British firms and NGOs will be obliged to publish data revealing their gender pay gap under plans announced by the UK government on Friday.
Companies and organizations with more than 250 employees will be required to publicly reveal the difference in average pay between male and female employees — both mean and median — taking salaries and bonuses into account. They will also have to publish the number of men and women in each pay range to show where the gender pay gap is biggest.
The median hourly pay gap in the UK between male and female employees, full-time and part-time, is 19.2 percent. For full-time employees it is 9.4 percent, a figure that has stayed about the same for four years‚ and in the top five percent of earners it's 46 percent. The main reasons for the pay gap are more men than women entering higher-paid professions and vice versa; more women than men working part-time and flexible hours; and discrimination in recruitment and the workplace.
These tendencies are driven in large part by traditional gender roles and expectations about what men and women are capable of and more suited to, and a lack of high-quality higher-paid part-time and flexible work options for women who need time off for pregnancy and child care.
As well as forcing companies to reveal their pay gaps — which the government will compile into a document that shows how different sectors are performing — the UK is also aiming to get thousands more girls studying math and sciences at senior school level each year, to give them the skills to get into higher paid professions.
The regulations, which will affect about 8,000 businesses, will come into force in April 2017, with organizations required to start collecting data then and publish it in April the following year.
The information will not be separated into figures for full-time and part-time work. The fact that women are much more likely to work part time is one of the main reasons for the pay gap, and so publishing separate figures risks hiding the average gap between men and women overall.
The information must be published on company websites. The government is also going to use it to create a searchable "league table" ranking different sectors against each other, which will be accessible to employees and the general public. It has not yet decided whether it will publish a table of individual companies, reported the Financial Times.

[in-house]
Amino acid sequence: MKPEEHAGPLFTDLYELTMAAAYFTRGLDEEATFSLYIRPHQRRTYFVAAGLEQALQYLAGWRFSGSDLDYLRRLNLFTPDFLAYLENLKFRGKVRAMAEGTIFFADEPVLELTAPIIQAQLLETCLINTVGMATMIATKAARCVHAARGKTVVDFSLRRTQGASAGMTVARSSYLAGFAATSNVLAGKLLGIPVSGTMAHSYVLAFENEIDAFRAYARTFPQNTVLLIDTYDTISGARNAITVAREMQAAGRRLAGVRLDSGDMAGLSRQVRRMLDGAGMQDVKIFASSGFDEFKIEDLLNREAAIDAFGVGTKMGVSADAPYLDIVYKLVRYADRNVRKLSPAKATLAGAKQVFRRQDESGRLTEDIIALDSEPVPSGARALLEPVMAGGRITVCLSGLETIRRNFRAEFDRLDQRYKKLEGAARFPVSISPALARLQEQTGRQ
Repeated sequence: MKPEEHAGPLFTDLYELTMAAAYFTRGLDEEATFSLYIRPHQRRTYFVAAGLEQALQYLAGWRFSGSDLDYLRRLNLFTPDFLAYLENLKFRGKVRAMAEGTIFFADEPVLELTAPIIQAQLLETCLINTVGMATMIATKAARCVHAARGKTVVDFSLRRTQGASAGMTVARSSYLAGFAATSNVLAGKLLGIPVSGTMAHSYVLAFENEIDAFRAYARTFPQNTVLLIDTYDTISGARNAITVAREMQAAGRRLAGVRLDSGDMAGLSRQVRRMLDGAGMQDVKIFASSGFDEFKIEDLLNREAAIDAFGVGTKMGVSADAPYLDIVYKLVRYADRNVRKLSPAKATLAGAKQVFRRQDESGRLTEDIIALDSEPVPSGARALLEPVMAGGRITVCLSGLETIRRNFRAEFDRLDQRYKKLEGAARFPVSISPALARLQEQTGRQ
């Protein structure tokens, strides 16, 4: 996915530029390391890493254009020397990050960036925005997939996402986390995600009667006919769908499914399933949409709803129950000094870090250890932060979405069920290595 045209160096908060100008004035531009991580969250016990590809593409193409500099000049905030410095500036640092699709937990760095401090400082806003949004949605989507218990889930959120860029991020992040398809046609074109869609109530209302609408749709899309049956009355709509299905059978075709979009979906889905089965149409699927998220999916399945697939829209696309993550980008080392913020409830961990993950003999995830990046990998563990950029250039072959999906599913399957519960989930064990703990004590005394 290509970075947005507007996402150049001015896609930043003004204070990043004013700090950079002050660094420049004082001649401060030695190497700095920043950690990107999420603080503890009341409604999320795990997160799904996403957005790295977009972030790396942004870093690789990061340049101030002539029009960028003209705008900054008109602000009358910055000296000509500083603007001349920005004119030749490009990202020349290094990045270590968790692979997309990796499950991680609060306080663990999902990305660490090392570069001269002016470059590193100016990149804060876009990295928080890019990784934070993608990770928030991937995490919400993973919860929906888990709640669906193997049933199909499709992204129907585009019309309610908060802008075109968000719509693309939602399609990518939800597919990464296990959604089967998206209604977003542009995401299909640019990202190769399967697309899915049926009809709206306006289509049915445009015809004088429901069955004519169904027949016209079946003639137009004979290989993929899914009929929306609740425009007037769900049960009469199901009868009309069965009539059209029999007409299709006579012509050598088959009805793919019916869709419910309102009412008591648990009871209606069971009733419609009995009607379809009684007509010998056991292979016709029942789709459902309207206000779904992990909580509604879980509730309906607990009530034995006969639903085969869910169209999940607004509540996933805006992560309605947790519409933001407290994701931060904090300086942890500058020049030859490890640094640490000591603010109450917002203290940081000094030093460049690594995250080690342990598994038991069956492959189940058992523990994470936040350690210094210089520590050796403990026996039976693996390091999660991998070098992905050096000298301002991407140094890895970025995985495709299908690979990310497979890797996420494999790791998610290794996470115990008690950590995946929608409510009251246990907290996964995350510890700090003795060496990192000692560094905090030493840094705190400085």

The new requirements were formulated following a government consultation on how to close the gender pay gap which concluded last year.
More than 80 percent of employers and business organizations consulted agreed that the publication of gender pay information would encourage employers to take action to close the gender pay gap.
Companies may not even be aware that they have gender pay gaps until they analyze the data, the government said in its response to the consultation published on Friday — meaning obligatory transparency would be useful.
The government announced 500,000 pounds ($725,000) in funding to help companies implement the new regulations. It also said it wanted to tackle the root causes of the gap by getting 15,000 more girls to take math and sciences A Levels (equivalent to a high school diploma) by 2020 — around a 20 percent increase on current numbers.
The Confederation of British Industry, the UK's leading business lobby group, warned the league tables should not end up as a "box-ticking exercise" and equally should not be used to "name and shame" firms. The data would only be able to present a partial picture, "given factors such as the mix of part-time and full working and sectoral differences," said Carolyn Fairbairn, its director general.
However the Chartered Management Insitute took a much more positive view, saying publication of gender pay gap data was proven to speed up progress towards closing it. "The transparency of reporting on gender pay and the gender pipeline will be a watershed in accelerating change," said chief executive Ann Francke. "Simply put, what gets measured gets managed — and what gets published gets managed even more."
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